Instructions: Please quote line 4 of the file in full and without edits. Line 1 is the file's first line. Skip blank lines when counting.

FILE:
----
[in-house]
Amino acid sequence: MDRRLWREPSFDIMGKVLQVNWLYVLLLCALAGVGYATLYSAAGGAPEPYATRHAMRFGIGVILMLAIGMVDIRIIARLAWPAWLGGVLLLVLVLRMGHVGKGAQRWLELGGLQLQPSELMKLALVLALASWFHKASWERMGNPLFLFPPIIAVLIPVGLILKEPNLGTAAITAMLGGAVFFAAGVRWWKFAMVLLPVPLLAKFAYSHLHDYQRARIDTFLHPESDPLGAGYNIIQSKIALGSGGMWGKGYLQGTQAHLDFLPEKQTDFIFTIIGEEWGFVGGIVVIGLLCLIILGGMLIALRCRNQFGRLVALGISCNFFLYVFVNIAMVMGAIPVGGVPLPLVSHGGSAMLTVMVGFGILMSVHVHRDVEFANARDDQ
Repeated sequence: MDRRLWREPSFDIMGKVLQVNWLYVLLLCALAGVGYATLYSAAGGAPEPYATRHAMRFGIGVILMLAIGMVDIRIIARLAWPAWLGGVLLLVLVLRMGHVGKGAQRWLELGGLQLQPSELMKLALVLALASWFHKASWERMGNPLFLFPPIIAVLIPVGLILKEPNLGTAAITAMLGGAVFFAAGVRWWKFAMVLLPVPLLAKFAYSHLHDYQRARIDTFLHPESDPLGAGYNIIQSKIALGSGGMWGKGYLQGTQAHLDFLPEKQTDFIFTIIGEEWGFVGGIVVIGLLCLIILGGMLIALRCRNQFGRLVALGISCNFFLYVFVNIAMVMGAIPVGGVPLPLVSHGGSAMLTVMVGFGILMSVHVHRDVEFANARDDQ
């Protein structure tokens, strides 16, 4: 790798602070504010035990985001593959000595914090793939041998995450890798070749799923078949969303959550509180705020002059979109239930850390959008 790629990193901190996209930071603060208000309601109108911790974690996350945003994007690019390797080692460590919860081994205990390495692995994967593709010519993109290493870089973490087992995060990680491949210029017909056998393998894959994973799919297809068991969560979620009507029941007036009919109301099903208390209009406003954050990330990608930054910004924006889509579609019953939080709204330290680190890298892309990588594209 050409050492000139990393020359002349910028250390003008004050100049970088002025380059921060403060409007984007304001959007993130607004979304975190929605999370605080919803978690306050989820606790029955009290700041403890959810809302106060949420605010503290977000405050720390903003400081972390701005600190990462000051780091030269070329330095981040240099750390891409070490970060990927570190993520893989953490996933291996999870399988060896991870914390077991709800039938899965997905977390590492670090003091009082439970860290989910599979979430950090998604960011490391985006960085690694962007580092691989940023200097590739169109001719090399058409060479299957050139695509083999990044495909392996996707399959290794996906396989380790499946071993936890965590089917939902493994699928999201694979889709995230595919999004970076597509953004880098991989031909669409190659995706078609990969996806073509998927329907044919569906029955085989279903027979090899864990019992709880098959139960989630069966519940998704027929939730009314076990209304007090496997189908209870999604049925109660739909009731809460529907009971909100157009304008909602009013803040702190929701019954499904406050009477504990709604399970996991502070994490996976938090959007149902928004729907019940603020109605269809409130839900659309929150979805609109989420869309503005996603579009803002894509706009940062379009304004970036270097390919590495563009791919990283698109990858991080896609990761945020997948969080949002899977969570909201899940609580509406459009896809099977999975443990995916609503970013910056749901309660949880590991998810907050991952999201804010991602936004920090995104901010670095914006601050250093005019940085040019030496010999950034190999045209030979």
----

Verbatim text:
């Protein structure tokens, strides 16, 4: 790798602070504010035990985001593959000595914090793939041998995450890798070749799923078949969303959550509180705020002059979109239930850390959008 790629990193901190996209930071603060208000309601109108911790974690996350945003994007690019390797080692460590919860081994205990390495692995994967593709010519993109290493870089973490087992995060990680491949210029017909056998393998894959994973799919297809068991969560979620009507029941007036009919109301099903208390209009406003954050990330990608930054910004924006889509579609019953939080709204330290680190890298892309990588594209 050409050492000139990393020359002349910028250390003008004050100049970088002025380059921060403060409007984007304001959007993130607004979304975190929605999370605080919803978690306050989820606790029955009290700041403890959810809302106060949420605010503290977000405050720390903003400081972390701005600190990462000051780091030269070329330095981040240099750390891409070490970060990927570190993520893989953490996933291996999870399988060896991870914390077991709800039938899965997905977390590492670090003091009082439970860290989910599979979430950090998604960011490391985006960085690694962007580092691989940023200097590739169109001719090399058409060479299957050139695509083999990044495909392996996707399959290794996906396989380790499946071993936890965590089917939902493994699928999201694979889709995230595919999004970076597509953004880098991989031909669409190659995706078609990969996806073509998927329907044919569906029955085989279903027979090899864990019992709880098959139960989630069966519940998704027929939730009314076990209304007090496997189908209870999604049925109660739909009731809460529907009971909100157009304008909602009013803040702190929701019954499904406050009477504990709604399970996991502070994490996976938090959007149902928004729907019940603020109605269809409130839900659309929150979805609109989420869309503005996603579009803002894509706009940062379009304004970036270097390919590495563009791919990283698109990858991080896609990761945020997948969080949002899977969570909201899940609580509406459009896809099977999975443990995916609503970013910056749901309660949880590991998810907050991952999201804010991602936004920090995104901010670095914006601050250093005019940085040019030496010999950034190999045209030979």